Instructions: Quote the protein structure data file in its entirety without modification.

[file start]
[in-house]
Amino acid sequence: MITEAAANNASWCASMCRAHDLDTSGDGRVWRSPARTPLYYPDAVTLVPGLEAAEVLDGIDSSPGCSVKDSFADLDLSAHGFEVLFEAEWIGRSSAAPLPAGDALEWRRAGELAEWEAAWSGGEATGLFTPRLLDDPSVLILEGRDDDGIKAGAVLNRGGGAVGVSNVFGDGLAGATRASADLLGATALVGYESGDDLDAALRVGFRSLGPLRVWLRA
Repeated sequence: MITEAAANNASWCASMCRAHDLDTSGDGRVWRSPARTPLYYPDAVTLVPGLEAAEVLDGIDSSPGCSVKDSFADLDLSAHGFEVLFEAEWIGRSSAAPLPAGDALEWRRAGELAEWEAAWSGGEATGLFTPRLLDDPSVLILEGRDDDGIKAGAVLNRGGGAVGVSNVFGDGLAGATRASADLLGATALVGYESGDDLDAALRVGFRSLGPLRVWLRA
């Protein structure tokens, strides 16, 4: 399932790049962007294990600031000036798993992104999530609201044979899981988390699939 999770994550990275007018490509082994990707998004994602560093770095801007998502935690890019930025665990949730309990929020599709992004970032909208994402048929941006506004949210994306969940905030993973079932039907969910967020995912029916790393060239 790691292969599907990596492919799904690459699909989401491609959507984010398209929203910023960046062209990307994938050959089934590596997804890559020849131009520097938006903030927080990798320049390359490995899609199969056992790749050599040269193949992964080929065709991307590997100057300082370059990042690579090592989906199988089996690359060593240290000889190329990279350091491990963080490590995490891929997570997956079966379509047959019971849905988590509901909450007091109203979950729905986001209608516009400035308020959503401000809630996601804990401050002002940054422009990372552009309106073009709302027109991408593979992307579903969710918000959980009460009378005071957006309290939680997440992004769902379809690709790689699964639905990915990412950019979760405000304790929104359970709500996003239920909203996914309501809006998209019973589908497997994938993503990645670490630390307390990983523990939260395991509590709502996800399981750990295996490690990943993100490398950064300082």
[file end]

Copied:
[in-house]
Amino acid sequence: MITEAAANNASWCASMCRAHDLDTSGDGRVWRSPARTPLYYPDAVTLVPGLEAAEVLDGIDSSPGCSVKDSFADLDLSAHGFEVLFEAEWIGRSSAAPLPAGDALEWRRAGELAEWEAAWSGGEATGLFTPRLLDDPSVLILEGRDDDGIKAGAVLNRGGGAVGVSNVFGDGLAGATRASADLLGATALVGYESGDDLDAALRVGFRSLGPLRVWLRA
Repeated sequence: MITEAAANNASWCASMCRAHDLDTSGDGRVWRSPARTPLYYPDAVTLVPGLEAAEVLDGIDSSPGCSVKDSFADLDLSAHGFEVLFEAEWIGRSSAAPLPAGDALEWRRAGELAEWEAAWSGGEATGLFTPRLLDDPSVLILEGRDDDGIKAGAVLNRGGGAVGVSNVFGDGLAGATRASADLLGATALVGYESGDDLDAALRVGFRSLGPLRVWLRA
């Protein structure tokens, strides 16, 4: 399932790049962007294990600031000036798993992104999530609201044979899981988390699939 999770994550990275007018490509082994990707998004994602560093770095801007998502935690890019930025665990949730309990929020599709992004970032909208994402048929941006506004949210994306969940905030993973079932039907969910967020995912029916790393060239 790691292969599907990596492919799904690459699909989401491609959507984010398209929203910023960046062209990307994938050959089934590596997804890559020849131009520097938006903030927080990798320049390359490995899609199969056992790749050599040269193949992964080929065709991307590997100057300082370059990042690579090592989906199988089996690359060593240290000889190329990279350091491990963080490590995490891929997570997956079966379509047959019971849905988590509901909450007091109203979950729905986001209608516009400035308020959503401000809630996601804990401050002002940054422009990372552009309106073009709302027109991408593979992307579903969710918000959980009460009378005071957006309290939680997440992004769902379809690709790689699964639905990915990412950019979760405000304790929104359970709500996003239920909203996914309501809006998209019973589908497997994938993503990645670490630390307390990983523990939260395991509590709502996800399981750990295996490690990943993100490398950064300082």